In this issue:

* Time to Purchase, Ponder, Please
* The Paris Syndrome: Just for the Japanese?
* Bubbling Up the Holiday
* Looking Up to the Champagne Region with High Regard
* Free Franglo Ads for Francophilian Anglophones
* See Paris by Night with Your Own Private Tour
* The Big Easy Makes Living in France Easy, Too
* An Update on Paris Property: Part IV, Renting for Profit
* Currency Exchange Update
* Paris Property Picks: Fixed on the Fireworks — Views of the Eiffel Tower
* Classified Advertising: Apartment Rentals


Time is of the Essence
By Yolanda Robins

Intro by Adrian Leeds

Last week a close friend called excited that she had seen an apartment that day and bought it, just like that! I was stunned that she had moved so quickly without much thought or bargaining and I begged her to promise not to commit to anything until I had seen it and given it the “seal of approval.” She patronized me by making an appointment to visit the apartment a few days later with the agent.

Fortunately, she was very correct in having made her decision as quickly as she did. The apartment building had been recently purchased by a developer, completely renovated to perfect condition and as the tenants’ leases were ending, apartments were being cleaned and placed on the market. Americans had just moved in on the second floor and the rest of the new owners were very international. The location was superb, the neighborhood charming, the agent very responsive and the signing of the Promesse de Vente could be scheduled less than a week later. All worth every penny of her having to pay top Euro.

This is more often the case than not in the last few months from our observation. Yolanda Robins, our Property Search Consultant who works directly with clients to find the apartments and homes of their dreams, has this to report on acting fast:

Time is of the Essence by Yolanda Robins

Finding an apartment in Paris is no simple task, especially considering the absence of a Multiple Listing Service (MLS) system. There are more than 2,700 agencies located in the city of Paris and each maintains their own separate listings of properties that are available for purchase or rent in their specific “quartier” or neighborhood. Property search specialists, such as ourselves, simplify the process by doing the “groundwork” for those ready to purchase a property because we have established relationships with key agencies that allow access to properties, sometimes before they even reach the market. Although the process is labor intensive, we select and screen properties that fit our clients specific needs based on size, location, price and other parameters, before we schedule the site visits.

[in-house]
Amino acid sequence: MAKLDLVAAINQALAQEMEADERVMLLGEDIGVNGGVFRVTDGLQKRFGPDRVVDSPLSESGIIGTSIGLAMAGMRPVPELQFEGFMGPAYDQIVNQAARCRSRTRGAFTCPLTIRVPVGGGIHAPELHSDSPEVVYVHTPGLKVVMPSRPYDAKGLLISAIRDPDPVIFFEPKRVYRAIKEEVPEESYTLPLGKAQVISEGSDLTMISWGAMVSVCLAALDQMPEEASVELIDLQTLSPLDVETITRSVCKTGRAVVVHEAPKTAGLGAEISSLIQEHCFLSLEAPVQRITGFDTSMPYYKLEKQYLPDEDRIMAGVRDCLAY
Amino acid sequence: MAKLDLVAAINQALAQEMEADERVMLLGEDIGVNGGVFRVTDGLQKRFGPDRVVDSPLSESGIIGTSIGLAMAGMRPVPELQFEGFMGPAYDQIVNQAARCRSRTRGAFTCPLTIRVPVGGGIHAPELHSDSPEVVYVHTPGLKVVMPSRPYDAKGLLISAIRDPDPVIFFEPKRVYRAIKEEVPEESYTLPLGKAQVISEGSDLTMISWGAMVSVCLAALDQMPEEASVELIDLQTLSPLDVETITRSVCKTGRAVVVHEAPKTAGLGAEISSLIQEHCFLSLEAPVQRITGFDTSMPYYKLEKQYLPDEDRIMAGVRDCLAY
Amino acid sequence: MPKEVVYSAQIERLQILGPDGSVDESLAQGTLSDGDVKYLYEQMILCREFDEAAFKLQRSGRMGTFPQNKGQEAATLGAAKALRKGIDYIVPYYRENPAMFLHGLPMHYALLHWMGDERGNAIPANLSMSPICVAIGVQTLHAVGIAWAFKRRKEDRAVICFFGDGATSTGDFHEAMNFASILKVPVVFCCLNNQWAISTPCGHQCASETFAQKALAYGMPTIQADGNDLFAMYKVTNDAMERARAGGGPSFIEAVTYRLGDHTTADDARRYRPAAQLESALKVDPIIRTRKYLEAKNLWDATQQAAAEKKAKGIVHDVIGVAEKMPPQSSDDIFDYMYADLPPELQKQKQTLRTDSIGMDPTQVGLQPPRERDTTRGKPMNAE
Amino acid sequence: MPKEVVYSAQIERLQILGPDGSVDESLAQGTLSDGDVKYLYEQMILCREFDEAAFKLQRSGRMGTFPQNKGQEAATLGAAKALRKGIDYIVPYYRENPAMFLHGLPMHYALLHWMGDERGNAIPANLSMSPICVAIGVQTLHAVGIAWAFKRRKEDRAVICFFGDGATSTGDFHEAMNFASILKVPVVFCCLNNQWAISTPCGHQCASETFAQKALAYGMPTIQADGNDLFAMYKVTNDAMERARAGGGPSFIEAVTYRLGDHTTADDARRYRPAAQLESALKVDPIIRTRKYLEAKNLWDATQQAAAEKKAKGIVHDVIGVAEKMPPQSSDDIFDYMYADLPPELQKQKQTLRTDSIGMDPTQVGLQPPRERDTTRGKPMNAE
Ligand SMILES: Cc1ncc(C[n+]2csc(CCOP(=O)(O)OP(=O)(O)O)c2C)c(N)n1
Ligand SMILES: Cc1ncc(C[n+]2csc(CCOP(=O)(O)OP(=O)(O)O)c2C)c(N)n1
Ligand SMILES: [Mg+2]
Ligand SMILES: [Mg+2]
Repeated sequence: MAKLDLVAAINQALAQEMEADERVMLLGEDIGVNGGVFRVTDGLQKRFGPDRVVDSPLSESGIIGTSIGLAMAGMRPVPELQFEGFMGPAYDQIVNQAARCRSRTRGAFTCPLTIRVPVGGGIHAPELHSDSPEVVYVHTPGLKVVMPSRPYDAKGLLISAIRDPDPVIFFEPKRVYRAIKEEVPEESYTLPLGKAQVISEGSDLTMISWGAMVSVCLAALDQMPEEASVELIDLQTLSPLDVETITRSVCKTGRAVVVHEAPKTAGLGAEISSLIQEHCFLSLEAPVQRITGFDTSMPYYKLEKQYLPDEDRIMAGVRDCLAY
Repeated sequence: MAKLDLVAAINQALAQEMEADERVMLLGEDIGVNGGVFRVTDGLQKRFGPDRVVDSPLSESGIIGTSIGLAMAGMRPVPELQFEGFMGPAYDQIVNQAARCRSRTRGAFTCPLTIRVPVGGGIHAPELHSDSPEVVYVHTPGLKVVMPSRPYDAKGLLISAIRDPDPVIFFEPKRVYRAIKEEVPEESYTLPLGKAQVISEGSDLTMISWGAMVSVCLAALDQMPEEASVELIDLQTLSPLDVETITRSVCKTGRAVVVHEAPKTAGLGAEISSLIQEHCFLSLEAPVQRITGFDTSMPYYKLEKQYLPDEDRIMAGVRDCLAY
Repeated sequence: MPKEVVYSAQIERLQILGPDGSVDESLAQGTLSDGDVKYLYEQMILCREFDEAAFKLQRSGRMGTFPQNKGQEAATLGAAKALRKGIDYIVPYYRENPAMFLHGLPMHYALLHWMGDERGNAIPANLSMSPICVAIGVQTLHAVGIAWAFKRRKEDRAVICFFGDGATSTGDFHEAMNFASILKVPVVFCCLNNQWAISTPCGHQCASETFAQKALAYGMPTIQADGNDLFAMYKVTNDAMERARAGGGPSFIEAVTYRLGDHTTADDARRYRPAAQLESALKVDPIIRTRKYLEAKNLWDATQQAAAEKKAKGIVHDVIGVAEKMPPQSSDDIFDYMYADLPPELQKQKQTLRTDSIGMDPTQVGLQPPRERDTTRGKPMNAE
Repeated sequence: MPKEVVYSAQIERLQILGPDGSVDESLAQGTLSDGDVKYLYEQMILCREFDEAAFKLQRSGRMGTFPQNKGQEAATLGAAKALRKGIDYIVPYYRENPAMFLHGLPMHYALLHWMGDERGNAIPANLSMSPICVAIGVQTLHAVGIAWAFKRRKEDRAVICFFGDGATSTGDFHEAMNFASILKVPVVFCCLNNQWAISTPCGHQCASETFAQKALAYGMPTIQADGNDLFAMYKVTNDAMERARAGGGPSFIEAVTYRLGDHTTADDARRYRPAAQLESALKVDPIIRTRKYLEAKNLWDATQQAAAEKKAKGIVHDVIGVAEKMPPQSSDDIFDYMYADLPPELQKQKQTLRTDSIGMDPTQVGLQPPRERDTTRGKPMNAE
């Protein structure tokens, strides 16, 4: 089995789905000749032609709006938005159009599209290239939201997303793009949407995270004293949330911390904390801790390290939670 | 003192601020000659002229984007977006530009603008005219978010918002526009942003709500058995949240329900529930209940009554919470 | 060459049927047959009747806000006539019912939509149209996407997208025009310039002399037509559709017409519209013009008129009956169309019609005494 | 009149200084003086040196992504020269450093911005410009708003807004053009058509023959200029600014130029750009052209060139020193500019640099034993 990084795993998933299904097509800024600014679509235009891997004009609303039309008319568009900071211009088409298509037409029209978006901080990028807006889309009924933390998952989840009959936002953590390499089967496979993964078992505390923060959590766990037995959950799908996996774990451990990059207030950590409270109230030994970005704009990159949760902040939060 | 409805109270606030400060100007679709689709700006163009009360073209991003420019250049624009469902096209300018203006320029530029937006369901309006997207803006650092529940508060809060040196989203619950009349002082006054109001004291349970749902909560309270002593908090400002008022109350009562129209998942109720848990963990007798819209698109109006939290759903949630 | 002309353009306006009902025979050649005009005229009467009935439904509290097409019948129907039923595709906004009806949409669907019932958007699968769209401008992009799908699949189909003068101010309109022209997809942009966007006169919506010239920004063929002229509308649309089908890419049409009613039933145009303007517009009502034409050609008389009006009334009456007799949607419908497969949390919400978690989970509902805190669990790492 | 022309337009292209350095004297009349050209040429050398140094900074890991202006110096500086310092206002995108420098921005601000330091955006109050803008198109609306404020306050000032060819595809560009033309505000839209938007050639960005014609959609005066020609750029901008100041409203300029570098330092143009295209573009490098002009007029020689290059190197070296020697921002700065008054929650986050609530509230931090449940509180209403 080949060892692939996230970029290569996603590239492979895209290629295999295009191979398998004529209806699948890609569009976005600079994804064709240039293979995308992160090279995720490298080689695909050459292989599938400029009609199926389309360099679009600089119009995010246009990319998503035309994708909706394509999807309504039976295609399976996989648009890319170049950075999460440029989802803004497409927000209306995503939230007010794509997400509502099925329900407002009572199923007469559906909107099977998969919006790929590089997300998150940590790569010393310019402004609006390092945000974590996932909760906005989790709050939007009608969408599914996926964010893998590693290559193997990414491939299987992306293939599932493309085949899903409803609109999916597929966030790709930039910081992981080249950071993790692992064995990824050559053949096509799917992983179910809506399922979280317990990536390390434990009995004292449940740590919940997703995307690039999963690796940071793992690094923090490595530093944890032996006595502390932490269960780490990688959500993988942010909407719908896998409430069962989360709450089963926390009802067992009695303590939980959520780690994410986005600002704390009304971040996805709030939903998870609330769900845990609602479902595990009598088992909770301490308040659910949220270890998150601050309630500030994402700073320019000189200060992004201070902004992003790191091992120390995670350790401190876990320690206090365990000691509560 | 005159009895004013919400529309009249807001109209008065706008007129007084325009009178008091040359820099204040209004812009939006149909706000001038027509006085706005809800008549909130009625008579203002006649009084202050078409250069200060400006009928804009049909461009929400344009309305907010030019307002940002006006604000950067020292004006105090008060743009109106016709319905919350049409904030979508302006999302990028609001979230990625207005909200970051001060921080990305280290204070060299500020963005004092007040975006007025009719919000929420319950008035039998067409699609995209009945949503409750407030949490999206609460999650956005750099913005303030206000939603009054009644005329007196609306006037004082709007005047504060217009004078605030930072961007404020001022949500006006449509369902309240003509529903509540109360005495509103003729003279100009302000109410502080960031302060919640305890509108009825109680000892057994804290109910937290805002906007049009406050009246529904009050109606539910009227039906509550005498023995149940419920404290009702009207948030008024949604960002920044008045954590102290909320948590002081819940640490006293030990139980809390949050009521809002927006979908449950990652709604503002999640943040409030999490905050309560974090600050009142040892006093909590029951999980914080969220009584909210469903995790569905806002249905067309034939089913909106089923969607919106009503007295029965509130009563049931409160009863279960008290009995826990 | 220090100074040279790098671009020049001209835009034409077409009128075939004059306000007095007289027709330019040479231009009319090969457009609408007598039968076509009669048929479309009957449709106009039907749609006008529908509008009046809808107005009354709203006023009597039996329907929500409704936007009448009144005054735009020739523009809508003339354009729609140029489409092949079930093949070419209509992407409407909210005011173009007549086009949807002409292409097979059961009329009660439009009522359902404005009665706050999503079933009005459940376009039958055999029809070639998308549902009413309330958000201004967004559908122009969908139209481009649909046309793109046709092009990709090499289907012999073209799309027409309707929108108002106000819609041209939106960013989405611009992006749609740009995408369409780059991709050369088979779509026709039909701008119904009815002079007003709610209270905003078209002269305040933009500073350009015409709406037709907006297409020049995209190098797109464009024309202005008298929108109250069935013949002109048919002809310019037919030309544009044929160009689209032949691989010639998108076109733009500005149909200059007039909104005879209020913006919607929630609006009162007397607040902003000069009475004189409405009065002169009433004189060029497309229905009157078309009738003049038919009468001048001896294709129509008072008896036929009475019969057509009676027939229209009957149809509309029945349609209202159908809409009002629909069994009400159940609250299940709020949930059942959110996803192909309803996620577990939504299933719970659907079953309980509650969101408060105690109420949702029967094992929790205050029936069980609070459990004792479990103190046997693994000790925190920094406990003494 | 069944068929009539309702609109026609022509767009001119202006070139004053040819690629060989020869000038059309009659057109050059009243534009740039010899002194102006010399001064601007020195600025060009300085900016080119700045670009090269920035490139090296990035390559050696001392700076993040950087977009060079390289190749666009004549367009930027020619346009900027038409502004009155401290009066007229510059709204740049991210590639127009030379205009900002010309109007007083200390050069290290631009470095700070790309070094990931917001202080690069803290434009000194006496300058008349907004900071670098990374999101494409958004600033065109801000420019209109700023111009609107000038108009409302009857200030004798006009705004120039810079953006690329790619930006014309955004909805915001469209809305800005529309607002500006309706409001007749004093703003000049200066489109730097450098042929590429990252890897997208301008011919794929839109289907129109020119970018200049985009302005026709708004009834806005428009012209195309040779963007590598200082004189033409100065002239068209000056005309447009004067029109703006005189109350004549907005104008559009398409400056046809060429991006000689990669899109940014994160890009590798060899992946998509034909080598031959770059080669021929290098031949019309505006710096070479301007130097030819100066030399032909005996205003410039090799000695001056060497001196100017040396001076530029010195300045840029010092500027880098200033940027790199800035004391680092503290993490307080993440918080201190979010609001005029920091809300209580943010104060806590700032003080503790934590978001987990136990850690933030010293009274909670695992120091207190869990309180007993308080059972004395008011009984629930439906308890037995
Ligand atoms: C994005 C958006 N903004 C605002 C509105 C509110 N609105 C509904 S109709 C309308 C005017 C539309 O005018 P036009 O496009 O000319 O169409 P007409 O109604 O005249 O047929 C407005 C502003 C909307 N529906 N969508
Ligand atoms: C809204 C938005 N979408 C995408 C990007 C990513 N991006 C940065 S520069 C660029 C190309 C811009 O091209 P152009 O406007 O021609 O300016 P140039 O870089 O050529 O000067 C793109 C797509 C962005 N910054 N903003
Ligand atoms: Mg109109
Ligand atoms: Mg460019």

While real estate market prices in Paris have increased approximately 24% over the past 12 months, the rates of growth continue to pace well below comparable metropolitan cities such as New York, San Francisco, London and Hong Kong. In Paris, there continue to be attractive properties at good values with excellent opportunities for growth. That notwithstanding, when good properties come to the market they tend to move quickly and time may be of the essence. It is sometimes required that you seize the moment before a good property is lost to another buyer.

During one of my recent searches, I located a beautiful 50 square-meter apartment for a client in a well-maintained, “Haussmannian” building on boulevard Richard Lenoir near the Bastille. The apartment had amazing Versailles style wood floors, a large bedroom, double living room with two working fireplaces, bathroom and separate kitchen. Although the kitchen was in need of a complete renovation, the property was well situated in an ideal location with 24-hour, on-site “gardien.” Our client wanted to wait 24 hours before making an offer, and unfortunately, during her period of reflection, the seller received an offer of his asking price of 3000 euros and accepted the offer.

She lost the apartment and it brought her to tears. This is not an unusual situation. Within 24 hours, I found an even better property in the same price range with loads of light at an attractive price with nearly the same amenities, and a lovely balcony the full length of the apartment facing the avenue de la République.

As with any “bull” market, choice properties can be sold very quickly, usually near or at the asking price. It behooves our clients to make an offer to commence the bidding process and if you find that the apartment will not be able to suit your parameters given certain modifications, you have the opportunity to withdraw your offer before a Promesse de Vente (or Compromis de Vente) is signed or within seven days after signing it. This particular situation ended with a more than satisfactory conclusion: we found our client a wonderful apartment that needed some renovation, but located in an excellent neighborhood with trthndous opportunities for value appreciation and rental revenue potential.